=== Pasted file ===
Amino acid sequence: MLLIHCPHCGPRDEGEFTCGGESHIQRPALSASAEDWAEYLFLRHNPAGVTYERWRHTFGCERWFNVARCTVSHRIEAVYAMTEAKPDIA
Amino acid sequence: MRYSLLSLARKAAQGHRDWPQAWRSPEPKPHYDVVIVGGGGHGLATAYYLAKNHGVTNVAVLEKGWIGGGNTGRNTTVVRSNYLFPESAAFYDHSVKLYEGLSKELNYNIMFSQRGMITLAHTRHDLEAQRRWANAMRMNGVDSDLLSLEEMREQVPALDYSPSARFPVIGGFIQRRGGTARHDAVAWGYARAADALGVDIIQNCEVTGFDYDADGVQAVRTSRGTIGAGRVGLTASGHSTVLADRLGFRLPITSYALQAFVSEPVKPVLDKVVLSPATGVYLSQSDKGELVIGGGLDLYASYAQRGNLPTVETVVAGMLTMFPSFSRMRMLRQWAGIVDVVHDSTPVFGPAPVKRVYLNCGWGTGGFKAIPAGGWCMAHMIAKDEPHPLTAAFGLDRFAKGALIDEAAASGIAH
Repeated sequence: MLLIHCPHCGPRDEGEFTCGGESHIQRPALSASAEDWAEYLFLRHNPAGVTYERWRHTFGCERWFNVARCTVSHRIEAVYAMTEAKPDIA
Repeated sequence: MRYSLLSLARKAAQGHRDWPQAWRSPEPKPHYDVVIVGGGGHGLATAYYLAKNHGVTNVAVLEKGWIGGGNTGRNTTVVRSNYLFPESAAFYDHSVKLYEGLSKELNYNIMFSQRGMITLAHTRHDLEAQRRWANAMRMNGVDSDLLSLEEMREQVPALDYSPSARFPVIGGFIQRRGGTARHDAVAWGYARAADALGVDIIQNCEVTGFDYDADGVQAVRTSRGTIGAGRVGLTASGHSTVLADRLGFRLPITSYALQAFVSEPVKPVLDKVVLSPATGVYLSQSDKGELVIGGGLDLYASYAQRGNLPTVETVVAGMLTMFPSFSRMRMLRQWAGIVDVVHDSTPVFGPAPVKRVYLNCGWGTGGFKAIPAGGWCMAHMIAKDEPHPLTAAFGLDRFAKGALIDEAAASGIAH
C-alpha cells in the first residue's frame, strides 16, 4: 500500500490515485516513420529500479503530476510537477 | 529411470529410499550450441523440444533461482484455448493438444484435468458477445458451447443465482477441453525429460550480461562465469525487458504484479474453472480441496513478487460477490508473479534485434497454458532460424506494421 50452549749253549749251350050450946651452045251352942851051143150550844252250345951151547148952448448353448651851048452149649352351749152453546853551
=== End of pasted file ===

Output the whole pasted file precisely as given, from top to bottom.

Amino acid sequence: MLLIHCPHCGPRDEGEFTCGGESHIQRPALSASAEDWAEYLFLRHNPAGVTYERWRHTFGCERWFNVARCTVSHRIEAVYAMTEAKPDIA
Amino acid sequence: MRYSLLSLARKAAQGHRDWPQAWRSPEPKPHYDVVIVGGGGHGLATAYYLAKNHGVTNVAVLEKGWIGGGNTGRNTTVVRSNYLFPESAAFYDHSVKLYEGLSKELNYNIMFSQRGMITLAHTRHDLEAQRRWANAMRMNGVDSDLLSLEEMREQVPALDYSPSARFPVIGGFIQRRGGTARHDAVAWGYARAADALGVDIIQNCEVTGFDYDADGVQAVRTSRGTIGAGRVGLTASGHSTVLADRLGFRLPITSYALQAFVSEPVKPVLDKVVLSPATGVYLSQSDKGELVIGGGLDLYASYAQRGNLPTVETVVAGMLTMFPSFSRMRMLRQWAGIVDVVHDSTPVFGPAPVKRVYLNCGWGTGGFKAIPAGGWCMAHMIAKDEPHPLTAAFGLDRFAKGALIDEAAASGIAH
Repeated sequence: MLLIHCPHCGPRDEGEFTCGGESHIQRPALSASAEDWAEYLFLRHNPAGVTYERWRHTFGCERWFNVARCTVSHRIEAVYAMTEAKPDIA
Repeated sequence: MRYSLLSLARKAAQGHRDWPQAWRSPEPKPHYDVVIVGGGGHGLATAYYLAKNHGVTNVAVLEKGWIGGGNTGRNTTVVRSNYLFPESAAFYDHSVKLYEGLSKELNYNIMFSQRGMITLAHTRHDLEAQRRWANAMRMNGVDSDLLSLEEMREQVPALDYSPSARFPVIGGFIQRRGGTARHDAVAWGYARAADALGVDIIQNCEVTGFDYDADGVQAVRTSRGTIGAGRVGLTASGHSTVLADRLGFRLPITSYALQAFVSEPVKPVLDKVVLSPATGVYLSQSDKGELVIGGGLDLYASYAQRGNLPTVETVVAGMLTMFPSFSRMRMLRQWAGIVDVVHDSTPVFGPAPVKRVYLNCGWGTGGFKAIPAGGWCMAHMIAKDEPHPLTAAFGLDRFAKGALIDEAAASGIAH
C-alpha cells in the first residue's frame, strides 16, 4: 500500500490515485516513420529500479503530476510537477 | 529411470529410499550450441523440444533461482484455448493438444484435468458477445458451447443465482477441453525429460550480461562465469525487458504484479474453472480441496513478487460477490508473479534485434497454458532460424506494421 50452549749253549749251350050450946651452045251352942851051143150550844252250345951151547148952448448353448651851048452149649352351749152453546853551